Obviously, this has its own bouts of controversy (okay, when doesn’t it?) because 1) a liberal agenda is being pushed onto religious organizations who are clearly, morally against contraceptives, and 2) the issue of access because although birth control coverage is provided to all women, regardless of their religious affiliation, there may be obstacles to physically obtaining their birth control. For me, personally, my biggest issue with all of this is just the idea that birth control is up for debate and controversy. Clearly, this is no longer an issue about abortion. Now it is a blatant attack on family planning –you know, the thing that saves women’s, men’s, and families, as well as prevents unplanned, unwanted pregnancies in order to prevent abortion? Yeah.

I’m sorry that I’m not sorry, but it is still not okay –and it never will be okay– to me that some older white man who I have never met and who has never met me is making decisions on how to police my uterus. What’s more ludicrous to me is that the people who are legislating against abortion are the same people legislating against contraception, welfare checks, food stamps, family planning, education, and family & child social programs! Women are being restricted from their own bodily autonomy and fertility, but are being punished for having children. Anti-choice people are pro-birth, not pro-life. These legislators frankly don’t care about the nurturing and development of the child after birth; they don’t care about their futures. 

“Women [and children] deserve better.” Thank you, Ms. Sonya Renee.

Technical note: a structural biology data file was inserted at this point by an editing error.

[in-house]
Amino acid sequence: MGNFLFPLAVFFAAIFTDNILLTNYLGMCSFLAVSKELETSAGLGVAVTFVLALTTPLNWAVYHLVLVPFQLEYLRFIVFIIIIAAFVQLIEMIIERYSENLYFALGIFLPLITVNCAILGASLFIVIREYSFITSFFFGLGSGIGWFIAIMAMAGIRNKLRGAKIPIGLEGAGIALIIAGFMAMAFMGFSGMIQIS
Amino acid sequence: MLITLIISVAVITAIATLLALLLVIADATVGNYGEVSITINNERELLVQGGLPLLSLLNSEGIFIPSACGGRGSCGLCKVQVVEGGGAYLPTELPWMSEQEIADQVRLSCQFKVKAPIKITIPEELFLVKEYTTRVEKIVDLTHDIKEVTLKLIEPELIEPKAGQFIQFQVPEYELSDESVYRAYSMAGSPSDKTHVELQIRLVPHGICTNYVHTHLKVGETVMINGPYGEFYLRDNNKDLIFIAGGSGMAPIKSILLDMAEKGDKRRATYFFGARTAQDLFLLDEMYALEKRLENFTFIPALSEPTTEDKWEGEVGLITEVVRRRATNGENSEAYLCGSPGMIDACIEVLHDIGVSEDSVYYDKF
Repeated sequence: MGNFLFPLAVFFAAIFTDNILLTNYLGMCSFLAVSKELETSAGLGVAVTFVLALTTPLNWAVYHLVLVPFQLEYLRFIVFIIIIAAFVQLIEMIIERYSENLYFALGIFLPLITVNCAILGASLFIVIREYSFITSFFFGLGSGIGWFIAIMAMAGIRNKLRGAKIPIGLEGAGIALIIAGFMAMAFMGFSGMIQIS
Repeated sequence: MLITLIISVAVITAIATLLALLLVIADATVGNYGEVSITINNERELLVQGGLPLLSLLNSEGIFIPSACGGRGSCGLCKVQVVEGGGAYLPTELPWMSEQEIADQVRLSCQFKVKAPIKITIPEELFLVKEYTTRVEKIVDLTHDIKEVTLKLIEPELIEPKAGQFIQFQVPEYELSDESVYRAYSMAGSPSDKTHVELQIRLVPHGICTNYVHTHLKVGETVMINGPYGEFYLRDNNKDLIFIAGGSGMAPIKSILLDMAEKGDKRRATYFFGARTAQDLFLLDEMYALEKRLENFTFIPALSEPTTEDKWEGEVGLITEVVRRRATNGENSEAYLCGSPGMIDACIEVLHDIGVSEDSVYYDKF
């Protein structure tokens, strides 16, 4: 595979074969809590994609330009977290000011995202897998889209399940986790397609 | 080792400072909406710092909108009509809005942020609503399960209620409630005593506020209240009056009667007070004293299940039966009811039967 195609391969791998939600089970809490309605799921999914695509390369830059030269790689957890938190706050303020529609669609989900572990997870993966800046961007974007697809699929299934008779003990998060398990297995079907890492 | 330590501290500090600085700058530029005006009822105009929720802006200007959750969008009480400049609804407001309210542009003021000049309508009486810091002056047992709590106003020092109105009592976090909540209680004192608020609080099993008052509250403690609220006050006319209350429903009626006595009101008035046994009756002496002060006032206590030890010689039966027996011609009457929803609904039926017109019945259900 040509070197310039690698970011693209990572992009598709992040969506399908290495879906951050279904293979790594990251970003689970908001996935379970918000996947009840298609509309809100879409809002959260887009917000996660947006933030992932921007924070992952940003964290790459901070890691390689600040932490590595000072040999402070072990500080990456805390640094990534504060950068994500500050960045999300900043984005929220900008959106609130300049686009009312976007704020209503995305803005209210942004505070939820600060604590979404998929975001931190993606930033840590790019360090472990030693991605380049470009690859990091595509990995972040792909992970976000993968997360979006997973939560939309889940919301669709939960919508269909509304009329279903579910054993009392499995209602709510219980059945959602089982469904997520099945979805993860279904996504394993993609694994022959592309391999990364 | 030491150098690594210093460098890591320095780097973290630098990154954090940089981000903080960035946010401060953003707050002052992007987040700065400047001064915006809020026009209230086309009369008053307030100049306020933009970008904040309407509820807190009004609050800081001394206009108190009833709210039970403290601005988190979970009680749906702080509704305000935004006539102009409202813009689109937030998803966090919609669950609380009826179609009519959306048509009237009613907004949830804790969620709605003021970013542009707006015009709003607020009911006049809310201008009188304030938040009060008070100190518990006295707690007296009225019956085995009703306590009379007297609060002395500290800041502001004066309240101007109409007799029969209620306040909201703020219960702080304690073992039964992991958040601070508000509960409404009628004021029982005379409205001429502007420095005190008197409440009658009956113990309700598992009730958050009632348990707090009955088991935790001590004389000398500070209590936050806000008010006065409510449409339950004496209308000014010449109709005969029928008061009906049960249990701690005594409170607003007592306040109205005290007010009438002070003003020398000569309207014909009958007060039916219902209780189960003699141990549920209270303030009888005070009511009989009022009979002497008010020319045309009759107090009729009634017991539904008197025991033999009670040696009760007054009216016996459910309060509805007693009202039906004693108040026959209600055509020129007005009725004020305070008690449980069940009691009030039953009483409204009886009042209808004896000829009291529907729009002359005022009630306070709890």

Other news & events:

  • Visibility event option: PPFA will fund $600 worth of Ramen noodles and ship it to our university for display because copays for birth control can be up to $600/yr ($50 copay/month). The visibility event will show how much $600 worth of Ramen really is and that affordable birth control is something that women want and need. HOWEVER, we believe that the $600 can go toward much more conducive things than shipping Ramen so I highly doubt we will be doing this on campus.
  • Valentine’s Day tabling during National Condom Week will take place Monday (2/13) in the Student Union from 3-5pm. We hope that everyone has a safe and sexy Valentine’s Day!
  • Zeta Phi Beta has yet to reply to my email, which by the way, is a follow up to two other emails I sent them for confirmation…but we shall see.
  • The interns and I discussed having a possible 'Hearts Campaign’, similar to the Amplify: Valentine’s Day Action campaign, in support of no-copay birth control. Members of the UConn community have the option of signing a paper heart with sayings such as “I use birth control” or “My partner uses birth control”, which in the end, will hopefully be amassed and posted somewhere within the Student Union. We hope that this will show that birth control matters and display solidarity on our campus regarding this issue. 
Making it Hard out Here for a Pimp: Sex Trafficking in the 'Hood

Making it Hard out Here for a Pimp

Sex Trafficking in the ‘Hood 

The pimping game is a big problem for Black females. 

The average age of entry into prostitution is 11-13.

Black little girls are targeted by adult men who pretend to be their boyfriend,

then sell their bodies to other men in the name of “love.” 

Let’s discuss sex trafficking of Black females and what we can do about it.

Join us:

Saturday, May 14, 2011 


Brownsville Heritage House
581 Mother Gaston Blvd. (near Livonia Ave.)

Multi-media event. Live tweeting will be encouraged. 

Program presented by Power of a Woman, a new forum for women and girls of color.

Contact Info - Mary Alice Miller:      Latrice Walker: (347) 351-2808 

“We wish to plead our own cause. Too long have others spoken for us.”